Chapel of Reconciliation
As worship is central to our life as a Christian community, the Chapel is at the center of our campus. Built in 1981, the Chapel of Reconciliation is home to campus ministry offices and activities. Attached to it are the offices of the South Dakota Synod ELCA and Lutherans Outdoors in South Dakota.
With its liturgical art, Nordlie organ and refurbished Steinway piano, the Chapel is also an often-used space for rehearsals, performances and special events. To reserve the Chapel, please call the college's scheduling office at 605.274.4546.
The Augustana Student Congregation was officially launched on Reformation Sunday in November of 1963. Sunday services as well as mid-week Lenten services were added to the daily chapel services held during the week in the college gymnasium. Years of worshipping in the gym ended on October 1, 1981, with the dedication of the Chapel of Reconciliation, the realization of a 120-year dream. Designed by Ward Whitwam Architects, the Chapel seats 567.
Augustana's beautiful tracker pipe organ was meticulously hand-crafted by alumnus John Nordlie, '74, owner of J.F. Nordlie Company Organ Builders of Sioux Falls. It was made possible by a gift from the late John W. and Agnes C. Siverson of Hendricks, MN, and dedicated on Sunday, December 4, 1983.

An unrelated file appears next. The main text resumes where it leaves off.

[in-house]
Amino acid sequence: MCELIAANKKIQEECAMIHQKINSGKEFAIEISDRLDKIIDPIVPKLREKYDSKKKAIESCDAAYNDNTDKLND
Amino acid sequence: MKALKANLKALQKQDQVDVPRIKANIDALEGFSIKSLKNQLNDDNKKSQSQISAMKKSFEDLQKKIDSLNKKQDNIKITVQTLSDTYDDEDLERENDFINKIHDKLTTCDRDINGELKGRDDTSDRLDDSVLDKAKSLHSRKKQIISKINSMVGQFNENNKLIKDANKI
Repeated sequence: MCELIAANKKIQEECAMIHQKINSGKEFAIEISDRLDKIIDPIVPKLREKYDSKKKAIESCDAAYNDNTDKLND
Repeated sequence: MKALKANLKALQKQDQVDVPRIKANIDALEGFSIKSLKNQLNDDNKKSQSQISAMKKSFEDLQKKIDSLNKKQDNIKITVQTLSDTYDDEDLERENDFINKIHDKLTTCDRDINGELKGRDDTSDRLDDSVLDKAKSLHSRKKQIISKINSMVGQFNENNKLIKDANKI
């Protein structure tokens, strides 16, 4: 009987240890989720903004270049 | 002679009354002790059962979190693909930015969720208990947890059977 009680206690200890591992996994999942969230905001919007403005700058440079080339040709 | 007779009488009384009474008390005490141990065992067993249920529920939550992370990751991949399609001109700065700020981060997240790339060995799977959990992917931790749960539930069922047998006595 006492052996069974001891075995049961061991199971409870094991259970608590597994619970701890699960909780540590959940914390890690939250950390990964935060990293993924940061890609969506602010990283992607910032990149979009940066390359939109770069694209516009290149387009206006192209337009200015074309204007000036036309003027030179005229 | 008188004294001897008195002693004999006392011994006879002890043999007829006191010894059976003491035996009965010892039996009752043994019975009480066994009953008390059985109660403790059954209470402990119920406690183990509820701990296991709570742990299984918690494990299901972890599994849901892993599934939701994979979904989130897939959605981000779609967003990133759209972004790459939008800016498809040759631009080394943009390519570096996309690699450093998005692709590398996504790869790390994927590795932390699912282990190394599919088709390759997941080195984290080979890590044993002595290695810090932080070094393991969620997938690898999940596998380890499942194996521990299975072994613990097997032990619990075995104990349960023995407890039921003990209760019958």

The Chapel's art seeks to reflect the promise that is proclaimed and celebrated in the daily rhythms of prayer and worship in this place. Art in the Chapel was created by members of the Augustana art faculty and other regional artists. The Hovland Center for Liturgical Arts highlights these works as well as other examples of the liturgical arts in the area.
Eide's figure of Christ stands near the sanctuary doors. Eide also created the baptismal font and dove that sit at the rear of the sanctuary and designed and built the pulpit and altar for the sanctuary.
The cross on the west exterior wall of the Chapel was created by Dale Claude Lamphere.
The processional banner for the Chapel of Reconciliation was designed by Brady Holm '11 and constructed by Marit Pudas.